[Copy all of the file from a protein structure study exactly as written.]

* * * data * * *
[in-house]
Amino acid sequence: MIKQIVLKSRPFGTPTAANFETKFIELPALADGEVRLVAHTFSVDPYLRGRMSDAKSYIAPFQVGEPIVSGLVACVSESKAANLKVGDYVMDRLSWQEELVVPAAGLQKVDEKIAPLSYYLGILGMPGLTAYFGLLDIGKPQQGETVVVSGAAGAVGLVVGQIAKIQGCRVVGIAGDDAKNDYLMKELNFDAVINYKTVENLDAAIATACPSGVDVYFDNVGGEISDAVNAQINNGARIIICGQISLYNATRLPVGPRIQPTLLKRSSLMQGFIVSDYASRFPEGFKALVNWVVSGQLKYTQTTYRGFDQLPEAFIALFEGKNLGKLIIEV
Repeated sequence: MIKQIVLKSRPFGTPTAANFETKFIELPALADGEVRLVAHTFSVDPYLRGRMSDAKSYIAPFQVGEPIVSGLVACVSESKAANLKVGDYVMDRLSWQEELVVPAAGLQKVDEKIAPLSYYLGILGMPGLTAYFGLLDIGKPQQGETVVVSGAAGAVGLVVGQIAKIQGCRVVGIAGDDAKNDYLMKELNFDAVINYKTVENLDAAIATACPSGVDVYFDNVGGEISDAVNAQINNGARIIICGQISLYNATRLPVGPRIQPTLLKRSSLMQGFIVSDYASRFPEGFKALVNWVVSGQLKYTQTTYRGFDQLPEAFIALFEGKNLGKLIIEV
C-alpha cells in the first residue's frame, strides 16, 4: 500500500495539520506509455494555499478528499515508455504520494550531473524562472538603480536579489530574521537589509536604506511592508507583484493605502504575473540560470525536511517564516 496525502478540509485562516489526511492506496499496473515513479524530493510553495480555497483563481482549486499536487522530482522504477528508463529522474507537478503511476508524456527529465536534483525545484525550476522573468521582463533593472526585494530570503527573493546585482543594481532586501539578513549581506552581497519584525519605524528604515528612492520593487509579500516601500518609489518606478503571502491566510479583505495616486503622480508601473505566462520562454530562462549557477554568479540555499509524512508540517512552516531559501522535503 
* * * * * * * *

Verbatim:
[in-house]
Amino acid sequence: MIKQIVLKSRPFGTPTAANFETKFIELPALADGEVRLVAHTFSVDPYLRGRMSDAKSYIAPFQVGEPIVSGLVACVSESKAANLKVGDYVMDRLSWQEELVVPAAGLQKVDEKIAPLSYYLGILGMPGLTAYFGLLDIGKPQQGETVVVSGAAGAVGLVVGQIAKIQGCRVVGIAGDDAKNDYLMKELNFDAVINYKTVENLDAAIATACPSGVDVYFDNVGGEISDAVNAQINNGARIIICGQISLYNATRLPVGPRIQPTLLKRSSLMQGFIVSDYASRFPEGFKALVNWVVSGQLKYTQTTYRGFDQLPEAFIALFEGKNLGKLIIEV
Repeated sequence: MIKQIVLKSRPFGTPTAANFETKFIELPALADGEVRLVAHTFSVDPYLRGRMSDAKSYIAPFQVGEPIVSGLVACVSESKAANLKVGDYVMDRLSWQEELVVPAAGLQKVDEKIAPLSYYLGILGMPGLTAYFGLLDIGKPQQGETVVVSGAAGAVGLVVGQIAKIQGCRVVGIAGDDAKNDYLMKELNFDAVINYKTVENLDAAIATACPSGVDVYFDNVGGEISDAVNAQINNGARIIICGQISLYNATRLPVGPRIQPTLLKRSSLMQGFIVSDYASRFPEGFKALVNWVVSGQLKYTQTTYRGFDQLPEAFIALFEGKNLGKLIIEV
C-alpha cells in the first residue's frame, strides 16, 4: 500500500495539520506509455494555499478528499515508455504520494550531473524562472538603480536579489530574521537589509536604506511592508507583484493605502504575473540560470525536511517564516 496525502478540509485562516489526511492506496499496473515513479524530493510553495480555497483563481482549486499536487522530482522504477528508463529522474507537478503511476508524456527529465536534483525545484525550476522573468521582463533593472526585494530570503527573493546585482543594481532586501539578513549581506552581497519584525519605524528604515528612492520593487509579500516601500518609489518606478503571502491566510479583505495616486503622480508601473505566462520562454530562462549557477554568479540555499509524512508540517512552516531559501522535503 